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“Every one has its own joys and challenges,” she said. “There’s a lot more flexibility in a live situation with my core band, and it’s usually fun. I have a configuration of a nine-piece band I go out with now and again, which is slightly more complicated. And I do the full orchestras. There’s lots of variety.”


In the years following “Tigerlily,” Merchant released “Ophelia” (1998), “Natalie Merchant Live” (1999) and “Motherland” (2001). In 2003, Merchant independently released an album of American and British folk music, “The House Carpenter’s Daughter,” on her own label, Myth America Records. In 2005, she curated a collection of her own work for a double album, “Retrospective,” and another for her former band, “Campfire Songs.”

Coming up on a year ago, Merchant released her sixth solo album “Natalie Merchant.” This self-titled and self-produced collection of 10 new and original songs was her first offering of new work in 13 years. The absence came after her daughter, Lucia, was born.

“When I had my daughter I decided if I was going to be an attentive, present parent, I had to make some sacrifices and give my time to her,” Merchant said.

While she didn’t stop writing entirely, she wasn’t nearly as prolific, she said.

“It took 13 years to come up with enough material to fill an album,” she said. “And now I’m making another record, too.”

Come September, Merchant will record an “orchestral record, to be released later,” she said.

“Now that’s she’s older, she doesn’t need as much of my attention and I’m a little more free to work,” Merchant said about her daughter, who is 11. “I’m lucky I have a job that I can choose when and where and how I can work. I felt privileged and lucky to be able to spend as much time as I did with her when she was really small.”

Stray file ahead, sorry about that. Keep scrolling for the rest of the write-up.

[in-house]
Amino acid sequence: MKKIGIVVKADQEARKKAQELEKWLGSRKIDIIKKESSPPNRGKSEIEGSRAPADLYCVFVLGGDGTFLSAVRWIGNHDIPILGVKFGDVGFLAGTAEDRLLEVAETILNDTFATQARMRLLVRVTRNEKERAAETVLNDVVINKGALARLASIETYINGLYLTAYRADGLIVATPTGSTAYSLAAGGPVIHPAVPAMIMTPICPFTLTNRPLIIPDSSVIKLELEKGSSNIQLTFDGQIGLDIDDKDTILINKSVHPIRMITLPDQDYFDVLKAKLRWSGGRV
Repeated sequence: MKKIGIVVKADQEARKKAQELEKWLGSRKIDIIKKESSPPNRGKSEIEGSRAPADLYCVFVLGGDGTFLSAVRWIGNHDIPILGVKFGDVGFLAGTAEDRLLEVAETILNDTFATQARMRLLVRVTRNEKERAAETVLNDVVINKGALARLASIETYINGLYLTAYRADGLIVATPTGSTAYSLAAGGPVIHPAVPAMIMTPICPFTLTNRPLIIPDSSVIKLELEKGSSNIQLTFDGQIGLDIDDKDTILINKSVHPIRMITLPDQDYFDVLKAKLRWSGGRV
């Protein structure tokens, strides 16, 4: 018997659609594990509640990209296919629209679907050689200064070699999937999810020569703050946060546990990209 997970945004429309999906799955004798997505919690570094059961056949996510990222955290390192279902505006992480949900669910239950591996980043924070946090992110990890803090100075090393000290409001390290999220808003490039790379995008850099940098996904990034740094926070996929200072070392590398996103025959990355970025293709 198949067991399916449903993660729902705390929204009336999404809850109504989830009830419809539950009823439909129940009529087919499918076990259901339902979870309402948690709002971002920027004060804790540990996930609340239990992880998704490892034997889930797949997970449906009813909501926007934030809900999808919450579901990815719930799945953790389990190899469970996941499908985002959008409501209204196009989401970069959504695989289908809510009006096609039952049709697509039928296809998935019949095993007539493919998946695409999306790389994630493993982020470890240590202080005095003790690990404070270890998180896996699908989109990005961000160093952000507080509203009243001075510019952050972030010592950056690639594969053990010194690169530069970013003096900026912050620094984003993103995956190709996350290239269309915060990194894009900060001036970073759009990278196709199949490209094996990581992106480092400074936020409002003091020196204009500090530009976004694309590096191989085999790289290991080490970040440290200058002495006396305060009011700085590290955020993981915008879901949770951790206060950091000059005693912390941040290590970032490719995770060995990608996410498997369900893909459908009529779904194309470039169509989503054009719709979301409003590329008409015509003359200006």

Merchant is also known for her work as an activist. After attending an event for One Billion Rising, a global campaign calling for an end to violence against women, she directed a short 2013 documentary titled “SHELTER: A Concert Film to Benefit Victims of Domestic Violence,” which shone light on a group of women living in the Mid-Hudson region of New York State responding to the crisis of domestic violence in their community with compassion and creativity. Musicians, advocates, criminal prosecutors, victims and survivors all take to the stage, illuminating the darkness surrounding this public health epidemic.

Another film is in the works, one focused on the 20th anniversary of “Tigerlily.”

“It’s about ‘Tigerlily’ and everything that’s happened in the 20 years since it came out,” she said. “It’s about how it went out into the world and found a little life out there; how it affected people, with lots of interviews with people who love the record and then performances of the songs with string arrangements. That’s coming out in mid-September.”

The film will be in theaters for a short time before being made available on DVD, Merchant said.